In Profile

Published: 1 Sep 2017

From pastime to profession: Daniel Starrason Photography

What started out as a hobby has become a livelihood for Daníel Starrason. With money saved from a childhood summer job Daniel bought his first camera and began photographing local wildlife.  For many years, Daniel continued to explore photography as a pastime.  After graduating as an engineer there were limited job opportunities and this led Daniel to consider studying photography. He went on to do this in Denmark, where he graduated from Medieskolerne Media College in Viborg.  He now works as a freelance photographer based in Akureyri in the north-east of Iceland.

Akureyri has a population of around 18,000 people. One advantage of working as a photographer in a town of this size means you get to work on a range of types of project. From concerts, weddings and festivals to book and album covers, Daniel’s work includes documentary and portrait photography. Clients are also diverse, such as local cultural institutions like the North Iceland Symphony Orchestra and the Hof Cultural Centre to tourism agencies such as Promote Iceland.

Music is a great interest of Daniel’s and also an inspiration. Alongside wider work, Daniel also thinks finding time to spend on his own personal creative projects is important:  “I have been documenting the music life of this town for a long time, photographing concerts and documenting musicians. Also recently I’ve been taking portraits of Icelandic musicians”.

Daniel has exhibited his photography locally in Akureyri, but also in the Icelandic capital Reykjavík and internationally in Aarhus, Denmark. Exhibitions often involve collaboration with other local artists. The local creative community is an important resource where new ideas can be developed collaboratively, which also provides motivation to get involved in projects that might not happen alone. Daniel comments: “Relationships with creative people…they can influence me to get to work…and to do new things with others”. Local artistic groups such as ‘Populus Tremula’ have provided an important space to get to know others in the local creative community. Living in a town like Akureyri you can get to know most people that are part of this community.   This is also advantageous as Daniel identifies relationships with other creative people as an important source of inspiration: “People inspire me, just talking and communicating with different people”.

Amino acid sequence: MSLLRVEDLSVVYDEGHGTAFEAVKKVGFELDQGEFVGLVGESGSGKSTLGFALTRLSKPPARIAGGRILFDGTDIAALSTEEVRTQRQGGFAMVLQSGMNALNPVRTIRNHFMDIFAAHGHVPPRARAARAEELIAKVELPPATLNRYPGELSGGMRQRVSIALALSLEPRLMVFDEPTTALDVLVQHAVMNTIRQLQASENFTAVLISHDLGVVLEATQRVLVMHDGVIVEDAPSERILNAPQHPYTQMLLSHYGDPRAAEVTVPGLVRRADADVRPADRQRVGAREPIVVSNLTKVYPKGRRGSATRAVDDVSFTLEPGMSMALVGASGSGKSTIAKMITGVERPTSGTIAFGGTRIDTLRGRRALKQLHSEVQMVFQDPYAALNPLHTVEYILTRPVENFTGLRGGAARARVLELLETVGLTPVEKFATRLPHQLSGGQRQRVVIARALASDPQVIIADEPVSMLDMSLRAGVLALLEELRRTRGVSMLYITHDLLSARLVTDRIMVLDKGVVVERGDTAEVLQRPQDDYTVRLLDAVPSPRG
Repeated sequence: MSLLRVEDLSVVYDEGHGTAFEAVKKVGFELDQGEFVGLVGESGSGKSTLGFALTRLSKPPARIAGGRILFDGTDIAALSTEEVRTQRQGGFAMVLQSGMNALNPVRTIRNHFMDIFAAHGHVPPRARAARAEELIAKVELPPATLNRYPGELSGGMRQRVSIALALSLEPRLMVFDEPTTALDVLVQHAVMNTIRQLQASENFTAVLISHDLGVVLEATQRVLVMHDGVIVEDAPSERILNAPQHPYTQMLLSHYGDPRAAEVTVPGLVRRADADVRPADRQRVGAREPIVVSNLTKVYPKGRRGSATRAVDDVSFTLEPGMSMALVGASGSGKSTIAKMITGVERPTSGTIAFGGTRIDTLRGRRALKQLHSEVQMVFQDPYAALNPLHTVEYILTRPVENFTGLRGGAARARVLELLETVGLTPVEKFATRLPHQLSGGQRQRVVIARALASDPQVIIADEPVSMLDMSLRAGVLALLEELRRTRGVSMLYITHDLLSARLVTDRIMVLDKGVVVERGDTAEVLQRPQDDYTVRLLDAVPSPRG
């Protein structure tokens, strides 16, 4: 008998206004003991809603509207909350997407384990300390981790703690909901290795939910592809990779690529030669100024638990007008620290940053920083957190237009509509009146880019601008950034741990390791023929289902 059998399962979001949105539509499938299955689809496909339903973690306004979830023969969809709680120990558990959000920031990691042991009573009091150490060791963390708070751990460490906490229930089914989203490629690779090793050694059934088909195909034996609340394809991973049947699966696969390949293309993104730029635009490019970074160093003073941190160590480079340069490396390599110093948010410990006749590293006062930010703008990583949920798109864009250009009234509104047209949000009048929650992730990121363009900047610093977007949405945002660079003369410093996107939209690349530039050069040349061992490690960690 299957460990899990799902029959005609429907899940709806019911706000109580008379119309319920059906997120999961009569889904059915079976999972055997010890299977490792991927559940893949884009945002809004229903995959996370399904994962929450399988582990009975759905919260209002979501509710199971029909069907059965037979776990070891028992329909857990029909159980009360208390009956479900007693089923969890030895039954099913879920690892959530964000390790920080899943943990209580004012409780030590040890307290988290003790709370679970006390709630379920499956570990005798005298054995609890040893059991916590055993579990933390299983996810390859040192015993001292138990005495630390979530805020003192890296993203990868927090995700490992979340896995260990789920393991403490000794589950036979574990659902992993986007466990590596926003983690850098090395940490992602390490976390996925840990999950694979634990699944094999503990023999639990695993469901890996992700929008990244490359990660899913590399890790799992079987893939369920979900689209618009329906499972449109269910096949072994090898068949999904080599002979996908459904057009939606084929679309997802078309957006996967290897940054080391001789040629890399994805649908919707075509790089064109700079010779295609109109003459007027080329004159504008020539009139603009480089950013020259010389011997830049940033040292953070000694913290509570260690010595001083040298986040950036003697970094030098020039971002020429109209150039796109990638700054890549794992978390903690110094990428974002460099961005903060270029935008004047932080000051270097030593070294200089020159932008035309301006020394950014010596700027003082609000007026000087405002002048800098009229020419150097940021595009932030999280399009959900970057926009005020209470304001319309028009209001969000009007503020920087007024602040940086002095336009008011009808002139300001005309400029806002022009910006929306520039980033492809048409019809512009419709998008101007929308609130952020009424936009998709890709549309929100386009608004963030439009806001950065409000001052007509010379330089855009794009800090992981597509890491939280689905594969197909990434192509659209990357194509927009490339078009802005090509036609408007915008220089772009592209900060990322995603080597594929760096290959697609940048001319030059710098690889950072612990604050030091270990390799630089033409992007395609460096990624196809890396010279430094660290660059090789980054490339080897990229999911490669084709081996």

One drawback of being based in a small town is the equally small local market. The projects Daniel works on are often short. While he does have return clients, it is difficult to know where future work will emerge from. But Daniel’s reputation has built locally and word of mouth has brought him new customers. He also uses social media to build a wider following and would like to expand his work internationally in the future.


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